23 July 2007

A small fit

Okay, I admit it, every now and then I just get tired of being insulted, taken for granted, and generally treated as though I contribute little to the given situation. And then, I tend to create a scene. It used to be worse, the scenes were bigger and the injustices smaller - I've mellowed a bit with age. But there are still times when I have had enough.

My new shift started this week and hallelujah is it nice to only have one transfer shift because that is where I really tend to get cranky with the ambulance co policies, dispatchers, nurses, people in other vehicles, etc. This particular shift had been horribly slow and boring. 1600 rolls around and we're only an hour away from that delightful time known as shift change. Naturally, this is frequently the time of day when the 911 trucks get very busy. All four are out on calls, one of the other transfer trucks gets sent on a 911 call, and we get hit up for taking the next 911 call. One of the 911 trucks manages to get turned over and in service at the hospital before we get called out, so all looks good for a 1700 departure barring some sort of emergency transfer.

Then dispatch comes over the radio looking for the night crew on our truck to sign on because they have a call pending. The night paramedic is on one of the 911 trucks that is mid-call and the night intermediate is nowhere to be found at 1700. Another paramedic steps up and offers to take the call so my partner can leave, and we're digging through the schedule trying to find out what is going on when the night supervisor wanders through at 1705 and casually mentions that my relief is going to be at least 20 minutes late and continues past without offering any solutions. When asked to take a late call on a transfer truck, by dispatch, by a supervisor, by another employee with a schedule conflict, I have ALWAYS done it without complaint. Because I'm just that kind of person. I would want people to help me if I was in a bind, so I do what I can to help others.

Unwritten company policy is that if you're on a truck which runs 24 hours a day you can NOT, under any circumstances, leave before you're relieved by someone. Which means I'm now on the hook for this transfer. A BLS transfer taking someone from the hospital back to their home. There are two BLS trucks which are on shift until 1800, another ALS truck on shift until 2200, and the nagging question of what difference could it possibly make to this patient to wait an additional 15-20 minutes before being discharged from the hospital. But I'm not allowed to ask any of those questions under threat of disciplinary action, including termination. Set on a slow boil, I leave to do the call.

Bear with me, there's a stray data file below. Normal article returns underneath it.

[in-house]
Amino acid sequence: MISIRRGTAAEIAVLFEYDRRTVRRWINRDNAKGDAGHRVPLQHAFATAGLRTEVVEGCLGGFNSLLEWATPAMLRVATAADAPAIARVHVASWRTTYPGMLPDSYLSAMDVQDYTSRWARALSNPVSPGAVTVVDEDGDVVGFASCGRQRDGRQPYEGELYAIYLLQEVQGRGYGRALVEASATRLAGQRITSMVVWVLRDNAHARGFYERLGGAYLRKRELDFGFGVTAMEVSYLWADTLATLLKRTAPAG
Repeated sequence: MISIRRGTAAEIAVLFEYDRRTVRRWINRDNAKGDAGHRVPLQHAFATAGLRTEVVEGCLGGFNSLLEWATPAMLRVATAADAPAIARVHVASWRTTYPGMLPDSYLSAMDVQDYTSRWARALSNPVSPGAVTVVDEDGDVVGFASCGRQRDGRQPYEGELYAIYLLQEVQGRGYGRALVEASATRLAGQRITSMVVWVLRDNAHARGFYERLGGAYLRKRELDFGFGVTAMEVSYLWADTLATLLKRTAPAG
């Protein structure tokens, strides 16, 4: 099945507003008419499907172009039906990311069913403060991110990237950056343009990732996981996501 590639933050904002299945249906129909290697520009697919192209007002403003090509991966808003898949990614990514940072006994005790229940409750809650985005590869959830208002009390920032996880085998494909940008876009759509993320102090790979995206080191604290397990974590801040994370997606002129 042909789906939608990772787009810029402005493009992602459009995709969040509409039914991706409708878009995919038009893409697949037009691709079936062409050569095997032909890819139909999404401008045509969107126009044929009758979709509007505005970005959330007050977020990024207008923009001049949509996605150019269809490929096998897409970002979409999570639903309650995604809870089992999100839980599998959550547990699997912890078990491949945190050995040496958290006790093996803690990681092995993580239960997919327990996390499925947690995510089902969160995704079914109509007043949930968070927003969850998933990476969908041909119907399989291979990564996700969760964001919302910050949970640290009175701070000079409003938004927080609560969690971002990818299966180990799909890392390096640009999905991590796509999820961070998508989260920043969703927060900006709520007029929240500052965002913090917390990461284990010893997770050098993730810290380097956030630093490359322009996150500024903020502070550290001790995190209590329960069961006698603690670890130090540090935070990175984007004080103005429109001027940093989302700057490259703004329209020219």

Now, just to clarify, I'm not especially mad at the person who is going to be late, she doesn't make a habit of it so there probably was some real situation going on for her. I'm not mad about how late I'm going to get out, it is an in-town transfer which will likely get me out of the station by 1800 or maybe 1830. What I am raging over is the assumption that it is MY problem that the incoming staff is late. That it is MY problem that the supervisors who knew she was going to be late did NOTHING to cover the truck, instead just leaving me on the hook. That my time has no value except when I'm bringing in money for this company.

The late staff took another vehicle over to meet us at the patient's residence so that when we completed the call, she could be officially staffing the truck so I could leave before anything else got assigned to that truck. This is toeing the line of policy that you never do a staff change during a call. But the call was my tech, so I'm not leaving until we're all the way done, so at least we're toeing the right side of the line. It turned out to be very helpful to have the extra set of hands because getting in to the residence was no easy task with the stretcher, the patient refused the stair chair, and it is flat out pouring buckets of rain. The late staff personally apologizes to me and thanks me for taking the call, and as far as I'm concerned she and I are square.

I head back to the station, to the supervisor who decided not to resolve this issue, and I'm none interested in concealing my opinions. So, I made a scene. In front of pretty much everyone who was on duty that night. Of course it didn't get me anywhere because the supervisor comments that his personal opinion is in agreement with me, but company policy is as described above. Now, I did alright at not saying anything that was explicitly going to get me fired. I managed not to dissolve into cursing and tried to maintain a reasonable argument that since I have no power to fire, discipline or otherwise control the on-coming employees, it should not be my responsibility to cover the truck.

1 comment:

Ellie said...

Ah, you hit on probably the one thing I don't miss about that job. I too have been trying not to freak out in public lately, haha.
Things are getting better, I think. Last time I said that, I wrecked my car. Ah, life.
Hope to hear from you soon!